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WP-Dan Froomkin-(Plame Watch)Judy Miller May Have Been a Source

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leveymg Donating Member (1000+ posts) Send PM | Profile | Ignore Wed Jul-06-05 01:50 PM
Original message
WP-Dan Froomkin-(Plame Watch)Judy Miller May Have Been a Source
Valerie Plame Watch
http://www.washingtonpost.com/wp-dyn/content/linkset/20...


--------------------------------------------------------------------------------


Carol D. Leonnig writes in The Washington Post: "A special prosecutor demanded yesterday that Time magazine reporter Matthew Cooper answer questions about his confidential sources and again urged a federal judge to jail him and New York Times reporter Judith Miller if they continue to refuse to comply. . . .

"In unusually blunt language, Fitzgerald told Chief U.S. District Judge Thomas F. Hogan that Cooper and Miller pretend that journalists have a broader right to protect confidential sources than lawyers, presidents and law enforcement officers."

Leonnig also offers this tantalizing paragraph: "Fitzgerald may learn more details from Cooper's notes. Sources close to the investigation say there is evidence in some instances that some reporters may have told government officials -- not the other way around -- that Wilson was married to Plame, a CIA employee."
http://www.washingtonpost.com/wp-dyn/content/article/20...

Adam Liptak writes in the New York Times: "Mr. Fitzgerald, who had been restrained in his public filings, was harshly critical of the position taken by Ms. Miller and of statements supporting her by The Times. His response to Mr. Cooper was barely 4 pages; to Ms. Miller, 21 pages.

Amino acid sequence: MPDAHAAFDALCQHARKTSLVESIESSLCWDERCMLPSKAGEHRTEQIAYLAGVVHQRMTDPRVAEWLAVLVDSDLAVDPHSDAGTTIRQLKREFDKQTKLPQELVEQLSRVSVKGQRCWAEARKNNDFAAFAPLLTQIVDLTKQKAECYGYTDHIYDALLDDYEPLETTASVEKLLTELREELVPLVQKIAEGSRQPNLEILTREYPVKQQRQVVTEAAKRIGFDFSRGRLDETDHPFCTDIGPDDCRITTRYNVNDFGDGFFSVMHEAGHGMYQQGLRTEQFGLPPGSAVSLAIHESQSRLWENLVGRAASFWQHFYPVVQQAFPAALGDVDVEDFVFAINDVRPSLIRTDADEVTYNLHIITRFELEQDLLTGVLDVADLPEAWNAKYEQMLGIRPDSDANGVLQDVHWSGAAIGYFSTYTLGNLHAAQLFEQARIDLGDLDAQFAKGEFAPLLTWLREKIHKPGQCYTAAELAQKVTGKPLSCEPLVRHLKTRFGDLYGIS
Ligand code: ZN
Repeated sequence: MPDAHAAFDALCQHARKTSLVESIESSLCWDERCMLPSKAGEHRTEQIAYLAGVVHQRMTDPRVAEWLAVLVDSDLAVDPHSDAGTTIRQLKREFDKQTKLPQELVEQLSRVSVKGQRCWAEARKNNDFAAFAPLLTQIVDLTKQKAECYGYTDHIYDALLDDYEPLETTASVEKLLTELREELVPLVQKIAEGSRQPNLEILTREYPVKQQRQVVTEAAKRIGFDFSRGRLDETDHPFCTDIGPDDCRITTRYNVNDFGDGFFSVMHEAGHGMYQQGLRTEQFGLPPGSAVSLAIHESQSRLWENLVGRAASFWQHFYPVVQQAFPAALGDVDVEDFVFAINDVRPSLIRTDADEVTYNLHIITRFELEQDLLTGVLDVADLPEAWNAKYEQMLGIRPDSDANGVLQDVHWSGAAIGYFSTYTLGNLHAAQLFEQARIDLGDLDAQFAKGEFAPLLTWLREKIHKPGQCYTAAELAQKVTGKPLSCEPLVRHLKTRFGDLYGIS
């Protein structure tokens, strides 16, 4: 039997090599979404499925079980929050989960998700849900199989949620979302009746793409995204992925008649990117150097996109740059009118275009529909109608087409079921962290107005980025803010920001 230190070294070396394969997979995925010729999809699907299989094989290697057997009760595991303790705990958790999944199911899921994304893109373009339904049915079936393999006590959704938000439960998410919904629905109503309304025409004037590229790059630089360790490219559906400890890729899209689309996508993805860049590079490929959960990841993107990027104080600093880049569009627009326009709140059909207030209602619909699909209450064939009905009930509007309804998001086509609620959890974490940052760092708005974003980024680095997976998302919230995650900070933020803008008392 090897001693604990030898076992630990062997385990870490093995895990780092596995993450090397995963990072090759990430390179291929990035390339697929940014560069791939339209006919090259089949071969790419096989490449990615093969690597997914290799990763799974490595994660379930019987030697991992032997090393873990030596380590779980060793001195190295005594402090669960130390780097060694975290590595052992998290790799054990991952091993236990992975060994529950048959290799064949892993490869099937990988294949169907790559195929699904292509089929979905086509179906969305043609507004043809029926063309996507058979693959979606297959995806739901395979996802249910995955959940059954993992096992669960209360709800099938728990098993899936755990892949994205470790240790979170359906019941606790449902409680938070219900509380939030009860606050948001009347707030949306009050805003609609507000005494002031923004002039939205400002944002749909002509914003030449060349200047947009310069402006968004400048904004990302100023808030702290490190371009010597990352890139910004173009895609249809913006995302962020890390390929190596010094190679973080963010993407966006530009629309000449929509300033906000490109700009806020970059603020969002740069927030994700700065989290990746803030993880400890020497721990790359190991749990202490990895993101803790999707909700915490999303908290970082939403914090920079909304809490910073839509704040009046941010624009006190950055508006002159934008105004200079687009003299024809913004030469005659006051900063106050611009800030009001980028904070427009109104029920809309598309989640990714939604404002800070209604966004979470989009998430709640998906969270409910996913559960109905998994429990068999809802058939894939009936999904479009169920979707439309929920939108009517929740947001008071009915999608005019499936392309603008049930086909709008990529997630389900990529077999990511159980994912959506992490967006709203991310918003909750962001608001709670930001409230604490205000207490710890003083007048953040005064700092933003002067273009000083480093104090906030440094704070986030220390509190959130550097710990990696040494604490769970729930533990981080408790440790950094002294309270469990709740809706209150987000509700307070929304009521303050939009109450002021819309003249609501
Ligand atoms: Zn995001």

"In October, Judge Hogan held the reporters in civil contempt, sentencing them to up to 18 months in jail. He suspended the sentences while the reporters appealed, and he said last week that the maximum time they faced was 120 days, as the term of the grand jury will expire in October.

"Civil contempt is meant to be coercive rather than punitive. In yesterday's filing, though, Mr. Fitzgerald suggested that criminal prosecution was also a possibility."

This would explain why Rove seems so confident that he won't be convicted under the Intelligence Identies Protection Act (IIPA). He compartmentalized the leak so that Plame's full role as an undercover CIA operative was sourced through Judy Miller to the other reporters. Miller is not a gov't employee, so she can't be prosecuted under IIPA. Rove provided other information, but not that Plame was undercover. Very clever. But, he and the other government source have set themselves up for obstruction of justice, perjury, and possible conspiracy charges.